The Mary Kom preparation over the last two years exemplifies the potential and possibilities, which exist for a Public-Private partnership in Indian sport. In 2011 Viren Rasquinha, OGQ’s CEO did intensive research and sourced coach Charles Atkinson from the UK for Mary and held a camp for her at Balewadi, Pune where all expenses were borne by OGQ. Both coach and student took to each other. Once Mary qualified for the Olympics she requested for two more camps with Atkinson ... The sports ministry approved this quickly with sports minister Ajay Maken taking a very proactive role and OGQ looked after the entire organization of the two camps.
A 24x7 physiotherapist had been organized for Mary earlier on and along with an OGQ team of dieticians and medical experts, a strict diet plan was put in place to get Mary’s weight up from 48 kg to 51 kg without compromising on speed and strength. The rest as they say is history. She captured the imagination of the nation by reaching the semi final and ensuring her bronze. The fact that she had the necessary skills honed by years of dedication with which she had already won five world titles in the 48 kg category is the most crucial factor in her attaining the bronze. But OGQ assisted in ensuring that her preparation for the Olympics was efficient, effective and most importantly provided her with a team which cared deeply for her and who all wanted her to win perhaps as much as she herself.
The question of why some countries win so many more Olympic medals than others is also one of great interest in India, which has always found itself mocked for its sporting insignificance relative to its population and its self-image as a rising world power. As Anirudh Sharma and Eric Haglund wrote in a fascinating paper called "Why Do Some Countries Win More Olympic Medals?" in 2008: "India’s one-sixth share in the world’s population translated into a 1/929 share in 2004 Olympic medals. While Australia won 2.46 medals per one-million population and Cuba won 2.39 medals per one-million population, India brought up the bottom of this international chart, winning a mere 0.0009 medals per one-million population. Why does the average Indian count for so little?"
Sharma and Haglund explain, "In this article, we explore the concept of effectively participating population, arguing that not everyone in a country has equal access to competitive sports -– or for that matter, to other arenas, including the political and economic ones. Low medal tallies can arise both because a country has very few people and because very few of its people effectively participate."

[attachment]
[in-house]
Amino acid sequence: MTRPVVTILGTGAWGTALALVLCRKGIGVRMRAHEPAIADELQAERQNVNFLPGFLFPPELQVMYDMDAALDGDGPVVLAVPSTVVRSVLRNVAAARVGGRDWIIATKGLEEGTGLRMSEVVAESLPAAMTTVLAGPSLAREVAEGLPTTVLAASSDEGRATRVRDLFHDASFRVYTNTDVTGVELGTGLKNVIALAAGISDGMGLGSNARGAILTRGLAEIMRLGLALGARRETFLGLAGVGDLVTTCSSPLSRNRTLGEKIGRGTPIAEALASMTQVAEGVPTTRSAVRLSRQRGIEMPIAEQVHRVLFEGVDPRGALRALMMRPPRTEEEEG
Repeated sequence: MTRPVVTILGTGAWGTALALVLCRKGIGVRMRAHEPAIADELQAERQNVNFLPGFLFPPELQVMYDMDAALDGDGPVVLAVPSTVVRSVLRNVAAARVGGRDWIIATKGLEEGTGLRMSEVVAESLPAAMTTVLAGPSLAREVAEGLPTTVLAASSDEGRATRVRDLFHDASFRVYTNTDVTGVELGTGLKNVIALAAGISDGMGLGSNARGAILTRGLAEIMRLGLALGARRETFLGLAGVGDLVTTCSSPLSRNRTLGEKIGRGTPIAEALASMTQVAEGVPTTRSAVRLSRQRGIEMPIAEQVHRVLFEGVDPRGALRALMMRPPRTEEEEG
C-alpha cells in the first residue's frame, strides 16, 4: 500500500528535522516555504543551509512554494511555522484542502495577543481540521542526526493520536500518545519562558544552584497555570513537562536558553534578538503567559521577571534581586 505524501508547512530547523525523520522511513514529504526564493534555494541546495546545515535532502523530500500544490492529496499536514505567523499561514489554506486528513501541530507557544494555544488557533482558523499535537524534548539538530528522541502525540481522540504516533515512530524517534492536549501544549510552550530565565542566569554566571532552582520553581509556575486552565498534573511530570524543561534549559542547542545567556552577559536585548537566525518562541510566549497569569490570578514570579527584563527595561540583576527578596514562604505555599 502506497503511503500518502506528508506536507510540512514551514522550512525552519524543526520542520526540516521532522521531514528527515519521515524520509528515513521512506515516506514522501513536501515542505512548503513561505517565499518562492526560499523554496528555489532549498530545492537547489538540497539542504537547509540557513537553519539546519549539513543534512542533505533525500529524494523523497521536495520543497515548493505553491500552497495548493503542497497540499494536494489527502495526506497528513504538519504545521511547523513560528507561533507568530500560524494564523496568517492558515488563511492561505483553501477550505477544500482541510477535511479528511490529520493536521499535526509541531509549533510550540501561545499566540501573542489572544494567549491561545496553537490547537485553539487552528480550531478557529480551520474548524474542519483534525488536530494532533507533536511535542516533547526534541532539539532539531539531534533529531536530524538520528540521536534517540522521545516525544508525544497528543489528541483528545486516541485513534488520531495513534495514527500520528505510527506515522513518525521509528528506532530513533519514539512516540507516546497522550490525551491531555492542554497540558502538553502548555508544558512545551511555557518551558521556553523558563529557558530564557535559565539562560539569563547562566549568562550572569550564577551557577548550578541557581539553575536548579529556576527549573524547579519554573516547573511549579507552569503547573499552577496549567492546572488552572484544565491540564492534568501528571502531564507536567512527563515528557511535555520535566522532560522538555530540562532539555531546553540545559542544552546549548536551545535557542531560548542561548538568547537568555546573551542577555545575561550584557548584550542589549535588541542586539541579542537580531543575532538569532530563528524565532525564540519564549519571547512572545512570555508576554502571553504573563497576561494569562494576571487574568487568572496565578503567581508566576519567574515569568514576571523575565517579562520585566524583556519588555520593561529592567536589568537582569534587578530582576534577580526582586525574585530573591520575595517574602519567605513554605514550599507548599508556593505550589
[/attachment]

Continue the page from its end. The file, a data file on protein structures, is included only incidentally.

Conversely, certain kinds of Olympic success are also not to be set as benchmarks without a broader view of the complications and tensions involved, as Shekhar Gupta observed in the Indian Express:
Olympic medals are not necessarily an index of national success or strength. The Olympic system is filled with medals in games that most human beings do not play — or watch — in real lives, but which you have to train from childhood to win. This is where regimented societies have always had an advantage. During the Cold War, we were amazed by the rise of East Germany, which at Moscow 1980 touched an all-time high of 126 medals. Today, two decades after the reunification, Germany is likely to finish with one-third of that record tally. Does it mean that united Germany today is a lesser power than GDR of the past? Or, the near halving of the traditional net medals tally of the states that constituted the former Soviet Union. It doesn’t mean they have declined as nations or economies. It only means they are now democratic societies, and do not have the means that the regimented ones have. Remember the Chinese talent scouts picked up their new swimming sensation Ye Shiwen when she was just six, and pretty much kept her in “sporting” custody to be trained and brought up as a champion.
[After the Olympics], beyond the medals tally, there is something to build on. Indian sport has to set realistic targets: No. 4 in Asia overall, ahead of Kazakhstan, 25 medals including 10 golds in track and field at the next Asiad, and 50 world top 10 wrestlers, boxers, shooters and archers. It’s only then that we should even dream, or expect to be even among the top 25 in the Olympics tally.
For much of my childhood -- years when India drew a blank at the Olympics in 1988 (Seoul) and 1992 (Barcelona) -- success at the games was thought to be entirely beyond India, and Indians took a peculiar self-flagellating pleasure in their quadrennial reminders of this. Nor was it being clear that anything significant was being done in the years between successive editions of the Games to change this. The real achievement of India's 2012 Olympics challenge seems to be the reversal of this negative mindset once and for all, and the reassuring discovery that, every day between 2012 and 2016, success at the next Games in Brazil will be plotted relentlessly in athletics camps, gymnasiums, courts, stadiums -- and in boardrooms.
(Chandrahas Choudhury, a novelist, is the New Delhi correspondent for World View. Follow him on Twitter @Hashestweets. The opinions expressed are his own.)